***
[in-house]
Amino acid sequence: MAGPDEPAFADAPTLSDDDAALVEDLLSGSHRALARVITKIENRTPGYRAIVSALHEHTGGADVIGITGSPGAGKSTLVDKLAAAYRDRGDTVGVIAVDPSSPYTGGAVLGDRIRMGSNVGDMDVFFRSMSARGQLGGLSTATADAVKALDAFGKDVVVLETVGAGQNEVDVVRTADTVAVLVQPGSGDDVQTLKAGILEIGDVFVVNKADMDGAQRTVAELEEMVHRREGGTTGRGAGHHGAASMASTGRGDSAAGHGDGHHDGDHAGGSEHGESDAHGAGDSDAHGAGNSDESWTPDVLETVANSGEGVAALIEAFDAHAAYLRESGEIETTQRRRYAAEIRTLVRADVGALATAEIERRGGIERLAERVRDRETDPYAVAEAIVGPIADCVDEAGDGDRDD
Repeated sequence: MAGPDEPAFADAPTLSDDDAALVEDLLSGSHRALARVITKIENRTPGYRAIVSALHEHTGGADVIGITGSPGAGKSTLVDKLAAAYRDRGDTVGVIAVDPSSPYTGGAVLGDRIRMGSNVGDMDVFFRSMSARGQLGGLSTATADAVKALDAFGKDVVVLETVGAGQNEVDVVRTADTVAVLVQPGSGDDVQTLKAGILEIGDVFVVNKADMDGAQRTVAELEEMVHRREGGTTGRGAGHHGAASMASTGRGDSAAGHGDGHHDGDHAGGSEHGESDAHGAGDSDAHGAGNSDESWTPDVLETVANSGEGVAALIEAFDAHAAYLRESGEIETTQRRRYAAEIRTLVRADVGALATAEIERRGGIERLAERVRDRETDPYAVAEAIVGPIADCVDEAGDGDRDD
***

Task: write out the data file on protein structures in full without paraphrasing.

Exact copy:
[in-house]
Amino acid sequence: MAGPDEPAFADAPTLSDDDAALVEDLLSGSHRALARVITKIENRTPGYRAIVSALHEHTGGADVIGITGSPGAGKSTLVDKLAAAYRDRGDTVGVIAVDPSSPYTGGAVLGDRIRMGSNVGDMDVFFRSMSARGQLGGLSTATADAVKALDAFGKDVVVLETVGAGQNEVDVVRTADTVAVLVQPGSGDDVQTLKAGILEIGDVFVVNKADMDGAQRTVAELEEMVHRREGGTTGRGAGHHGAASMASTGRGDSAAGHGDGHHDGDHAGGSEHGESDAHGAGDSDAHGAGNSDESWTPDVLETVANSGEGVAALIEAFDAHAAYLRESGEIETTQRRRYAAEIRTLVRADVGALATAEIERRGGIERLAERVRDRETDPYAVAEAIVGPIADCVDEAGDGDRDD
Repeated sequence: MAGPDEPAFADAPTLSDDDAALVEDLLSGSHRALARVITKIENRTPGYRAIVSALHEHTGGADVIGITGSPGAGKSTLVDKLAAAYRDRGDTVGVIAVDPSSPYTGGAVLGDRIRMGSNVGDMDVFFRSMSARGQLGGLSTATADAVKALDAFGKDVVVLETVGAGQNEVDVVRTADTVAVLVQPGSGDDVQTLKAGILEIGDVFVVNKADMDGAQRTVAELEEMVHRREGGTTGRGAGHHGAASMASTGRGDSAAGHGDGHHDGDHAGGSEHGESDAHGAGDSDAHGAGNSDESWTPDVLETVANSGEGVAALIEAFDAHAAYLRESGEIETTQRRRYAAEIRTLVRADVGALATAEIERRGGIERLAERVRDRETDPYAVAEAIVGPIADCVDEAGDGDRDD